The Dragonfly and all of his friends could be ready for a play date next spring, city officials say.

This month workers are finishing installation of the Dragonfly piece which will include slides and climbing ropes. Five other playable art pieces are slated for installation.

The Dragonfly should be finished by the end of September and the other pieces should be installed next spring, according to city spokeswoman Sharon Kraun.

Sandy Springs City Council recently awarded the contract for Phase IV of the Abernathy Greenway Linear Park, the project that will include the playable art. City Manager John McDonough said Phase IV includes walking paths and lighting for the parking lot. McDonough predicts the park could be ready by spring or early summer.

Council members expect big things from the art that’s being donated to the city, predicting it will become an area attraction.

Councilman Chip Collins said the council pushed back the park opening from the fall of 2012 because of work along Brandon Mill Road.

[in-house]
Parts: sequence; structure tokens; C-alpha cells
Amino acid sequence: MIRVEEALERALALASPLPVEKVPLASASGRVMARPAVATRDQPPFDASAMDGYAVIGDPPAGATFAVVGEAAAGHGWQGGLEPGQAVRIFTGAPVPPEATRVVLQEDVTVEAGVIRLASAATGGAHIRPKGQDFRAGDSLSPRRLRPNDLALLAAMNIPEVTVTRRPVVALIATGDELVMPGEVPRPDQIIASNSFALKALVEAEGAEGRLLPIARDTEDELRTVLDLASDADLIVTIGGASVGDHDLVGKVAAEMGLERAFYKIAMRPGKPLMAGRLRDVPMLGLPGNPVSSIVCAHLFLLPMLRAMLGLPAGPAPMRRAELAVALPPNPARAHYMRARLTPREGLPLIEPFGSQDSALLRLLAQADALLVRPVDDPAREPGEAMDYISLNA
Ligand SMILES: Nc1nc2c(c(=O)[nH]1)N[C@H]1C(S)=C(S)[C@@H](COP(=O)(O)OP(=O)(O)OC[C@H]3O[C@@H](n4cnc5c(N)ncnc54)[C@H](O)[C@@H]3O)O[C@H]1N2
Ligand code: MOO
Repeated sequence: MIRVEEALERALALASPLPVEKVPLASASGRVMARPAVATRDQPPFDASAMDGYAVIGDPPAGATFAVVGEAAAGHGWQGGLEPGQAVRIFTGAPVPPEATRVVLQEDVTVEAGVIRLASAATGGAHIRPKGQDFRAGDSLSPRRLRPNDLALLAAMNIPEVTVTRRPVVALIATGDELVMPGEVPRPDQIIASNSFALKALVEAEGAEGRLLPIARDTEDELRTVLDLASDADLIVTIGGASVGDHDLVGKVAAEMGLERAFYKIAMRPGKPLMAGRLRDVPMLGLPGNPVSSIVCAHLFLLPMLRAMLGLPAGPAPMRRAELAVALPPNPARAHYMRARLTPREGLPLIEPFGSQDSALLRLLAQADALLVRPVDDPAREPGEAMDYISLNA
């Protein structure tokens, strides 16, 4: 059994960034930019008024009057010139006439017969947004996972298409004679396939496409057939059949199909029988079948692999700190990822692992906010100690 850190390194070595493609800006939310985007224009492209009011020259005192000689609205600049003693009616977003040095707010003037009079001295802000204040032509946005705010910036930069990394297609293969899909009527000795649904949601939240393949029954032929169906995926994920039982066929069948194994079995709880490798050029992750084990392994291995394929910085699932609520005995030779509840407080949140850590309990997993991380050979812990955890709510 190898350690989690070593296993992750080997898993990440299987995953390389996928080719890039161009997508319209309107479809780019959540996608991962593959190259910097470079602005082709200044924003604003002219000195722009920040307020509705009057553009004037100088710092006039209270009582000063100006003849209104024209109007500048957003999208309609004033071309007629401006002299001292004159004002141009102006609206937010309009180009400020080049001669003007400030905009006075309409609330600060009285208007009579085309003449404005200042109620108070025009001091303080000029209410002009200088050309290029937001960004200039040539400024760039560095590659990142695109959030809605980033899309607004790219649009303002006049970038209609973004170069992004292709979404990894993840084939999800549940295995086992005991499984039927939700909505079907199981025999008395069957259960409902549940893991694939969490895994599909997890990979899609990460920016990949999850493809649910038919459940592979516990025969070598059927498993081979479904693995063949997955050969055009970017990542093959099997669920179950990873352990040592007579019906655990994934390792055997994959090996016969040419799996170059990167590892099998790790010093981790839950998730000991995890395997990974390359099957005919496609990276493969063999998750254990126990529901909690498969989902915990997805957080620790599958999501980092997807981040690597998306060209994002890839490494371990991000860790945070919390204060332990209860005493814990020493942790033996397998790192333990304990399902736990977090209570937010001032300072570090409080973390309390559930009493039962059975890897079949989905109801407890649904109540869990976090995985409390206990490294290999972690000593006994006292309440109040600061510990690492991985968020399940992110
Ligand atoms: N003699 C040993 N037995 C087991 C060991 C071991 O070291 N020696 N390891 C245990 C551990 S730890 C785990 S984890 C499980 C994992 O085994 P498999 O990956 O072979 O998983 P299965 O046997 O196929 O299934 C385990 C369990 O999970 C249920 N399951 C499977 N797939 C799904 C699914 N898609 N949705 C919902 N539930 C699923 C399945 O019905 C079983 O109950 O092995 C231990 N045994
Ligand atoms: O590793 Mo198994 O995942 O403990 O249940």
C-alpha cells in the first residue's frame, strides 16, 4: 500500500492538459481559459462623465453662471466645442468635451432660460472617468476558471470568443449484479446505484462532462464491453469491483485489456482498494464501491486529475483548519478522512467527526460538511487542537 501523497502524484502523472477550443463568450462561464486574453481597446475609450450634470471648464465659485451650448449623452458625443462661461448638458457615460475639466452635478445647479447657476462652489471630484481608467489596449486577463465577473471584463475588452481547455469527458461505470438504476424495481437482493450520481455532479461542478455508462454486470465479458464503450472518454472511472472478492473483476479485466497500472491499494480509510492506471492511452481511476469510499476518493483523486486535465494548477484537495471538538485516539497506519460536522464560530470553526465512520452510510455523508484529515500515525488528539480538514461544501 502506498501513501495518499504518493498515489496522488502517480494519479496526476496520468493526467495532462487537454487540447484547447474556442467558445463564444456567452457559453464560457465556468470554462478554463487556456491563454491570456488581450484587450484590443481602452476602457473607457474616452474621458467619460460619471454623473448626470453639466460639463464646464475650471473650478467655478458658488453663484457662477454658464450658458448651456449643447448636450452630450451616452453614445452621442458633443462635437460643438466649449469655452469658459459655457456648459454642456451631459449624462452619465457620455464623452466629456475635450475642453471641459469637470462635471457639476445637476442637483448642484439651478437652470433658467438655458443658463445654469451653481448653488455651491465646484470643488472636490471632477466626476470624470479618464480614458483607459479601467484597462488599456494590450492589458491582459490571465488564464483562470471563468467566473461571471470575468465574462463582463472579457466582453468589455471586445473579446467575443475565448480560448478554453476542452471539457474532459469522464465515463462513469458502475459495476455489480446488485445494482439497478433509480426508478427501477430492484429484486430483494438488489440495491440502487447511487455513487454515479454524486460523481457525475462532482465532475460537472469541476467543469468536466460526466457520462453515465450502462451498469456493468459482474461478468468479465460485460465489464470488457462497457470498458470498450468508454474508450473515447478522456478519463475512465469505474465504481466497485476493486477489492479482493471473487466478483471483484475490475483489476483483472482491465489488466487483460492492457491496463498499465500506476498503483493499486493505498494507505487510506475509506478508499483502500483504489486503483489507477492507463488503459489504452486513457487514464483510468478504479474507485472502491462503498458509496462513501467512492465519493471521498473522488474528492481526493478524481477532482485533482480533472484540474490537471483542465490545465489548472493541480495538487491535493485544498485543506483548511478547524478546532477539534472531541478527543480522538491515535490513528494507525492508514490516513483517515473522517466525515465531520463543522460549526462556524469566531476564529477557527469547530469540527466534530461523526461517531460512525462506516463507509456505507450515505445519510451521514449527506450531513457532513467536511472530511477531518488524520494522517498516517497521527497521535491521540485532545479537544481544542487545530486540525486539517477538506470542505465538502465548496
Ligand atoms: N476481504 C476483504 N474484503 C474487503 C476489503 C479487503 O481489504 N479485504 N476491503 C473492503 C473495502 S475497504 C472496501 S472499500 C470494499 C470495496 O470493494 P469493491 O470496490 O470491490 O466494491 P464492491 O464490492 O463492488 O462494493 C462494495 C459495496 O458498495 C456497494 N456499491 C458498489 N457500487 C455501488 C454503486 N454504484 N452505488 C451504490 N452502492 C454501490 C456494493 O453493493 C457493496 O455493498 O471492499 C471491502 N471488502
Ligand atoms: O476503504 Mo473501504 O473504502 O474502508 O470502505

Cheri Morris, president of Art Sandy Springs, said the Georgia Department of Transportation needed more time to finish improving Brandon Mill Road, which will be finished by late January 2013. She said the group made the decision to delay the opening until the weather warmed and to tie in with the group’s annual arts festival.

“We are planning to move the park opening to spring and tie in to ArtSSpring,” Morris said. “Actually we are looking at May 18 because that is the last weekend of ArtSSpring and it is ‘National Kids to Parks Day.’ So we’re working with each of the artists regarding what is best for their particular sculpture. Some were happy to have a little more time.”

Peggy Allen, spokeswoman for Art Sandy Springs, said the group is eager to see the park opened. She said the delays have caused organizers to adjust their timing. The Dragonfly sculpture is being built on site while the other pieces are being assembled and then shipped to Sandy Springs.

“We’re still excited,” Allen said. “Certainly we’re ready to keep it moving.”

The six pieces of “playable art” were chosen from a group of more than 120 entries judged by a jury that included art critic Jerry Cullum; Susan Krause, chair of sculpture at the Savannah College of Art and Design in Atlanta; and Michelle Savant, associate conservator of objects for the High Museum of Art. Northside Hospital is giving the Sandy Springs Conservancy money to pay for the artwork. The conservancy works to create and promote green spaces in the city.

 

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